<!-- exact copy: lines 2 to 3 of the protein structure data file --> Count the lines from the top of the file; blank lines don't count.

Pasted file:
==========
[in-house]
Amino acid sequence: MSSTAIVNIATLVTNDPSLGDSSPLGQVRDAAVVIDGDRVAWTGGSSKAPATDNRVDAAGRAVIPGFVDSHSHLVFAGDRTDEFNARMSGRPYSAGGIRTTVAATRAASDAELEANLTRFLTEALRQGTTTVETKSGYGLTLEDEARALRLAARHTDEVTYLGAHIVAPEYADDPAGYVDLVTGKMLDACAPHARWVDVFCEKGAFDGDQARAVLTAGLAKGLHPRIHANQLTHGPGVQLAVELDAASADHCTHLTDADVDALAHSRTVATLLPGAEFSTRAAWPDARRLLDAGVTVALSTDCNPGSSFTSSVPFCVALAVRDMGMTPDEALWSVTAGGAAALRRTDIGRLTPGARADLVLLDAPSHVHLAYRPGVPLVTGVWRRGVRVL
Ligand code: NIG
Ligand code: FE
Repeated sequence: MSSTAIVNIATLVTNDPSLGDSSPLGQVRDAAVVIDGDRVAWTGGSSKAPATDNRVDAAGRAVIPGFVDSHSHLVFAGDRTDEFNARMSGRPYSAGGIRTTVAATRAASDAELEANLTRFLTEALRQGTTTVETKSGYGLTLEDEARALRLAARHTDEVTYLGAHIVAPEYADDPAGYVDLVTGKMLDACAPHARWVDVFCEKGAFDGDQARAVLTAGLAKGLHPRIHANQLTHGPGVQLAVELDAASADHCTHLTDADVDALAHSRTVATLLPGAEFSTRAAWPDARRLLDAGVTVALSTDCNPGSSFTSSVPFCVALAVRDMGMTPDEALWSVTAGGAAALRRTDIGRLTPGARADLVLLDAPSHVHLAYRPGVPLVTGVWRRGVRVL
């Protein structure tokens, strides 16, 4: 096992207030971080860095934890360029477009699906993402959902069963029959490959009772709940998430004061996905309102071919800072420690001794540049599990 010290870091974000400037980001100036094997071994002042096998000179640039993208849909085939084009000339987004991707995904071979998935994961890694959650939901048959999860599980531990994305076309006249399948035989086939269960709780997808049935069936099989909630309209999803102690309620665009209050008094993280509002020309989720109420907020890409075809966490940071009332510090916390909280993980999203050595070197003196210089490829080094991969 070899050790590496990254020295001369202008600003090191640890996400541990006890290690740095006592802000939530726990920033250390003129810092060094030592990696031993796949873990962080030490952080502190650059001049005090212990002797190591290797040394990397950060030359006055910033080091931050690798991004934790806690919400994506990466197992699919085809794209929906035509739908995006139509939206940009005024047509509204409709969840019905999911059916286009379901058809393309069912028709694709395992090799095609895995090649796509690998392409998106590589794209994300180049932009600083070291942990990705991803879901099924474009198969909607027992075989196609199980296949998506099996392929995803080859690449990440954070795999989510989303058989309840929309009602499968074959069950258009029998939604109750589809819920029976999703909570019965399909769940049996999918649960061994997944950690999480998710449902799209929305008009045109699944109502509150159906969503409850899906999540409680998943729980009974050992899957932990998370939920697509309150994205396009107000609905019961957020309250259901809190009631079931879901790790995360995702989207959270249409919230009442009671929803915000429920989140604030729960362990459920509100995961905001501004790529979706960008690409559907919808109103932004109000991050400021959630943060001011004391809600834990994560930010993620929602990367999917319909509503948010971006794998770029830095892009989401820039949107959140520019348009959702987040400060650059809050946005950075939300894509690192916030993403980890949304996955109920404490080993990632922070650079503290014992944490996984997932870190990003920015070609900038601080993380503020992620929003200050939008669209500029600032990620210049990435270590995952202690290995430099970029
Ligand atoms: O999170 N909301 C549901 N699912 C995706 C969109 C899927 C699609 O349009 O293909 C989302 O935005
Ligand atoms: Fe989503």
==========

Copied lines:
Amino acid sequence: MSSTAIVNIATLVTNDPSLGDSSPLGQVRDAAVVIDGDRVAWTGGSSKAPATDNRVDAAGRAVIPGFVDSHSHLVFAGDRTDEFNARMSGRPYSAGGIRTTVAATRAASDAELEANLTRFLTEALRQGTTTVETKSGYGLTLEDEARALRLAARHTDEVTYLGAHIVAPEYADDPAGYVDLVTGKMLDACAPHARWVDVFCEKGAFDGDQARAVLTAGLAKGLHPRIHANQLTHGPGVQLAVELDAASADHCTHLTDADVDALAHSRTVATLLPGAEFSTRAAWPDARRLLDAGVTVALSTDCNPGSSFTSSVPFCVALAVRDMGMTPDEALWSVTAGGAAALRRTDIGRLTPGARADLVLLDAPSHVHLAYRPGVPLVTGVWRRGVRVL
Ligand code: NIG